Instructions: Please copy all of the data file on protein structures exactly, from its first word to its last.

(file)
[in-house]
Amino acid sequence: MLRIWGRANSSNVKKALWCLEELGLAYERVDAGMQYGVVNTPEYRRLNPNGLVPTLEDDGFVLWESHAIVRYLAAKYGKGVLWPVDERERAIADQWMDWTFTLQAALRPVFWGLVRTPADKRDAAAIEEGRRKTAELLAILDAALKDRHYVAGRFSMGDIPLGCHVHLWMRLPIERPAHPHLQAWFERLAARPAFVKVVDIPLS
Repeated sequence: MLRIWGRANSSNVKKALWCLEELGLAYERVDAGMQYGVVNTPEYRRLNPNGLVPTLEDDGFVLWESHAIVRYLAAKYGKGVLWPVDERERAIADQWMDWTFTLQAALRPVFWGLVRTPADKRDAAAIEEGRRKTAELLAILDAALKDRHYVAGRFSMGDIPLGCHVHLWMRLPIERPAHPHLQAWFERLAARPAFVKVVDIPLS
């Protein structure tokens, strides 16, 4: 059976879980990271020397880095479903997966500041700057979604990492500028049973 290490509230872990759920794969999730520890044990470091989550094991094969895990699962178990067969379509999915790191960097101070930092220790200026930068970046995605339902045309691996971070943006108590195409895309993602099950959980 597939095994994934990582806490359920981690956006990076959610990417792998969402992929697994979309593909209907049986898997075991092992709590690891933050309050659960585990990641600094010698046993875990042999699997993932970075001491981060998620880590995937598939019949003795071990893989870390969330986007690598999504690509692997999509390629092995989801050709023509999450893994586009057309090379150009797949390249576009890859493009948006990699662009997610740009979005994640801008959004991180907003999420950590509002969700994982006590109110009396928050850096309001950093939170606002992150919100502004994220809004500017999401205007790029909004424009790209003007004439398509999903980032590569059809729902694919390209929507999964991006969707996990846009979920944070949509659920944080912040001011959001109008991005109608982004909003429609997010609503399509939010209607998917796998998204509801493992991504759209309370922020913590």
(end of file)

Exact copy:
[in-house]
Amino acid sequence: MLRIWGRANSSNVKKALWCLEELGLAYERVDAGMQYGVVNTPEYRRLNPNGLVPTLEDDGFVLWESHAIVRYLAAKYGKGVLWPVDERERAIADQWMDWTFTLQAALRPVFWGLVRTPADKRDAAAIEEGRRKTAELLAILDAALKDRHYVAGRFSMGDIPLGCHVHLWMRLPIERPAHPHLQAWFERLAARPAFVKVVDIPLS
Repeated sequence: MLRIWGRANSSNVKKALWCLEELGLAYERVDAGMQYGVVNTPEYRRLNPNGLVPTLEDDGFVLWESHAIVRYLAAKYGKGVLWPVDERERAIADQWMDWTFTLQAALRPVFWGLVRTPADKRDAAAIEEGRRKTAELLAILDAALKDRHYVAGRFSMGDIPLGCHVHLWMRLPIERPAHPHLQAWFERLAARPAFVKVVDIPLS
């Protein structure tokens, strides 16, 4: 059976879980990271020397880095479903997966500041700057979604990492500028049973 290490509230872990759920794969999730520890044990470091989550094991094969895990699962178990067969379509999915790191960097101070930092220790200026930068970046995605339902045309691996971070943006108590195409895309993602099950959980 597939095994994934990582806490359920981690956006990076959610990417792998969402992929697994979309593909209907049986898997075991092992709590690891933050309050659960585990990641600094010698046993875990042999699997993932970075001491981060998620880590995937598939019949003795071990893989870390969330986007690598999504690509692997999509390629092995989801050709023509999450893994586009057309090379150009797949390249576009890859493009948006990699662009997610740009979005994640801008959004991180907003999420950590509002969700994982006590109110009396928050850096309001950093939170606002992150919100502004994220809004500017999401205007790029909004424009790209003007004439398509999903980032590569059809729902694919390209929507999964991006969707996990846009979920944070949509659920944080912040001011959001109008991005109608982004909003429609997010609503399509939010209607998917796998998204509801493992991504759209309370922020913590």